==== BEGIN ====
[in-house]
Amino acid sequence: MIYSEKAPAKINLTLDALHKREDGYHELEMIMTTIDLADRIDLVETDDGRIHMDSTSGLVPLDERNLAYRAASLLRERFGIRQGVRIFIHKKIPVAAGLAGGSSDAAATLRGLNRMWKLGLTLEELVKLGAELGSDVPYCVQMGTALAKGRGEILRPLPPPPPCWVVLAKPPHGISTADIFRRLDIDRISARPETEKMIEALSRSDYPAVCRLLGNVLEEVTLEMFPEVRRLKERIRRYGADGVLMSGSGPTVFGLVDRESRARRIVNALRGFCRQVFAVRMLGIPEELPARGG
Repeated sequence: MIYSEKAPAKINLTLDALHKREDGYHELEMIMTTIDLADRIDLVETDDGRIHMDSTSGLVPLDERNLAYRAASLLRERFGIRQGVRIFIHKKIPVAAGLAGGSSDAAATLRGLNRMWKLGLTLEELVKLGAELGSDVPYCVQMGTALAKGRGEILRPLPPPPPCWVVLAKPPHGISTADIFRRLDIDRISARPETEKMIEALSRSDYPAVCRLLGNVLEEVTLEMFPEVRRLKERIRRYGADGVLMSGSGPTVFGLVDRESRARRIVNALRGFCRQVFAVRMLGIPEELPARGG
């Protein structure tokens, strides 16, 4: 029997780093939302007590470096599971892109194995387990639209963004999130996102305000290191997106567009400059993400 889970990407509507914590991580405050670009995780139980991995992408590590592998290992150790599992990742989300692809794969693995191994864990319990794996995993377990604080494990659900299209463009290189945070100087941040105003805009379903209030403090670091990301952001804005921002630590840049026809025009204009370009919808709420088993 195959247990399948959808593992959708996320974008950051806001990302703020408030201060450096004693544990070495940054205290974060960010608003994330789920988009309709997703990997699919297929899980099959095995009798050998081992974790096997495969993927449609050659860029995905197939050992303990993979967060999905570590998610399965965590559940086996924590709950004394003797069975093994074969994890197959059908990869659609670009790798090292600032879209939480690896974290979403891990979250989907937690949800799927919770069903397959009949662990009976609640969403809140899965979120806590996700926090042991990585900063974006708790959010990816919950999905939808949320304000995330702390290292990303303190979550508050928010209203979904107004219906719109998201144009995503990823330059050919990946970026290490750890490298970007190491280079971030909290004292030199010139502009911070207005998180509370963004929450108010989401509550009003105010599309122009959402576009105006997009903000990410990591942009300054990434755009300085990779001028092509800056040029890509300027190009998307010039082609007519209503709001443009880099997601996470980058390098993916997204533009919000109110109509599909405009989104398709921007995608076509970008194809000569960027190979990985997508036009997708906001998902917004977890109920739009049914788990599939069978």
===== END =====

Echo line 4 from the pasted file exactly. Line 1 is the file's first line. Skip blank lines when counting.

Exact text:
């Protein structure tokens, strides 16, 4: 029997780093939302007590470096599971892109194995387990639209963004999130996102305000290191997106567009400059993400 889970990407509507914590991580405050670009995780139980991995992408590590592998290992150790599992990742989300692809794969693995191994864990319990794996995993377990604080494990659900299209463009290189945070100087941040105003805009379903209030403090670091990301952001804005921002630590840049026809025009204009370009919808709420088993 195959247990399948959808593992959708996320974008950051806001990302703020408030201060450096004693544990070495940054205290974060960010608003994330789920988009309709997703990997699919297929899980099959095995009798050998081992974790096997495969993927449609050659860029995905197939050992303990993979967060999905570590998610399965965590559940086996924590709950004394003797069975093994074969994890197959059908990869659609670009790798090292600032879209939480690896974290979403891990979250989907937690949800799927919770069903397959009949662990009976609640969403809140899965979120806590996700926090042991990585900063974006708790959010990816919950999905939808949320304000995330702390290292990303303190979550508050928010209203979904107004219906719109998201144009995503990823330059050919990946970026290490750890490298970007190491280079971030909290004292030199010139502009911070207005998180509370963004929450108010989401509550009003105010599309122009959402576009105006997009903000990410990591942009300054990434755009300085990779001028092509800056040029890509300027190009998307010039082609007519209503709001443009880099997601996470980058390098993916997204533009919000109110109509599909405009989104398709921007995608076509970008194809000569960027190979990985997508036009997708906001998902917004977890109920739009049914788990599939069978």